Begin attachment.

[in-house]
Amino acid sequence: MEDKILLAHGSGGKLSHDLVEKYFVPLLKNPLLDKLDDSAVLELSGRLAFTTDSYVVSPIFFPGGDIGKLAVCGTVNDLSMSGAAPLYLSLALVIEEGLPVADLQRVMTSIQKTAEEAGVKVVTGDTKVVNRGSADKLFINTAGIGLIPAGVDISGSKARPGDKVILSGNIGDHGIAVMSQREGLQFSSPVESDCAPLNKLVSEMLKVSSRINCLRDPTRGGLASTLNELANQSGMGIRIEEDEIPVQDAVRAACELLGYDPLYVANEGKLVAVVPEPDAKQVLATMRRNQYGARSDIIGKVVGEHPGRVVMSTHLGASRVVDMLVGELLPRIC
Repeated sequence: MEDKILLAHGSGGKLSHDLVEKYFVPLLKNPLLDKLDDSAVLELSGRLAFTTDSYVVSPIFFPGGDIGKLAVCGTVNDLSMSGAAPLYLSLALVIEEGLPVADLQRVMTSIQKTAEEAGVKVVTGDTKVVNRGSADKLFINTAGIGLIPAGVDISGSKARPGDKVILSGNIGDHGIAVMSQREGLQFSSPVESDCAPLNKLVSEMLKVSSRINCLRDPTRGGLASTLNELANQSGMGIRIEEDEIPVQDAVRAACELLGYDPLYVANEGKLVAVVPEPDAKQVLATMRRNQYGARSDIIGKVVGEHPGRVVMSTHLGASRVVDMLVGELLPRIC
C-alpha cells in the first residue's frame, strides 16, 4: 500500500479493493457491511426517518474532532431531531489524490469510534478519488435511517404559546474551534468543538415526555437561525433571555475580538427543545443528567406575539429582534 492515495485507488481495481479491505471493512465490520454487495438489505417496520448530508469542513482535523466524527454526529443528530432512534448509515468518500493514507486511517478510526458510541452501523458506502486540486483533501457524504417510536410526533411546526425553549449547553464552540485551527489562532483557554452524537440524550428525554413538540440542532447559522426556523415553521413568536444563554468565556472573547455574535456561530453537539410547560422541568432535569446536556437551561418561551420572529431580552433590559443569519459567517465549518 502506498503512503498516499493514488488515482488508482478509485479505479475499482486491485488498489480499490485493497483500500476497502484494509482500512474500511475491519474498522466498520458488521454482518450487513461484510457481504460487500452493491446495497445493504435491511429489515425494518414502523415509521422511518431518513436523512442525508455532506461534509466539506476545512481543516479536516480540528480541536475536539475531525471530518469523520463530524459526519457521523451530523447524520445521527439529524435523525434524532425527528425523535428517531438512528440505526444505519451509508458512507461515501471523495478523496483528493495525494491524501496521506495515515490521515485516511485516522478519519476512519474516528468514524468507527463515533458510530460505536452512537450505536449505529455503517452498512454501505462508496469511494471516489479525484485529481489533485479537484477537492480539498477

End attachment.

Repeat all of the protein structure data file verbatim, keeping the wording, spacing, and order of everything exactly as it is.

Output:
[in-house]
Amino acid sequence: MEDKILLAHGSGGKLSHDLVEKYFVPLLKNPLLDKLDDSAVLELSGRLAFTTDSYVVSPIFFPGGDIGKLAVCGTVNDLSMSGAAPLYLSLALVIEEGLPVADLQRVMTSIQKTAEEAGVKVVTGDTKVVNRGSADKLFINTAGIGLIPAGVDISGSKARPGDKVILSGNIGDHGIAVMSQREGLQFSSPVESDCAPLNKLVSEMLKVSSRINCLRDPTRGGLASTLNELANQSGMGIRIEEDEIPVQDAVRAACELLGYDPLYVANEGKLVAVVPEPDAKQVLATMRRNQYGARSDIIGKVVGEHPGRVVMSTHLGASRVVDMLVGELLPRIC
Repeated sequence: MEDKILLAHGSGGKLSHDLVEKYFVPLLKNPLLDKLDDSAVLELSGRLAFTTDSYVVSPIFFPGGDIGKLAVCGTVNDLSMSGAAPLYLSLALVIEEGLPVADLQRVMTSIQKTAEEAGVKVVTGDTKVVNRGSADKLFINTAGIGLIPAGVDISGSKARPGDKVILSGNIGDHGIAVMSQREGLQFSSPVESDCAPLNKLVSEMLKVSSRINCLRDPTRGGLASTLNELANQSGMGIRIEEDEIPVQDAVRAACELLGYDPLYVANEGKLVAVVPEPDAKQVLATMRRNQYGARSDIIGKVVGEHPGRVVMSTHLGASRVVDMLVGELLPRIC
C-alpha cells in the first residue's frame, strides 16, 4: 500500500479493493457491511426517518474532532431531531489524490469510534478519488435511517404559546474551534468543538415526555437561525433571555475580538427543545443528567406575539429582534 492515495485507488481495481479491505471493512465490520454487495438489505417496520448530508469542513482535523466524527454526529443528530432512534448509515468518500493514507486511517478510526458510541452501523458506502486540486483533501457524504417510536410526533411546526425553549449547553464552540485551527489562532483557554452524537440524550428525554413538540440542532447559522426556523415553521413568536444563554468565556472573547455574535456561530453537539410547560422541568432535569446536556437551561418561551420572529431580552433590559443569519459567517465549518 502506498503512503498516499493514488488515482488508482478509485479505479475499482486491485488498489480499490485493497483500500476497502484494509482500512474500511475491519474498522466498520458488521454482518450487513461484510457481504460487500452493491446495497445493504435491511429489515425494518414502523415509521422511518431518513436523512442525508455532506461534509466539506476545512481543516479536516480540528480541536475536539475531525471530518469523520463530524459526519457521523451530523447524520445521527439529524435523525434524532425527528425523535428517531438512528440505526444505519451509508458512507461515501471523495478523496483528493495525494491524501496521506495515515490521515485516511485516522478519519476512519474516528468514524468507527463515533458510530460505536452512537450505536449505529455503517452498512454501505462508496469511494471516489479525484485529481489533485479537484477537492480539498477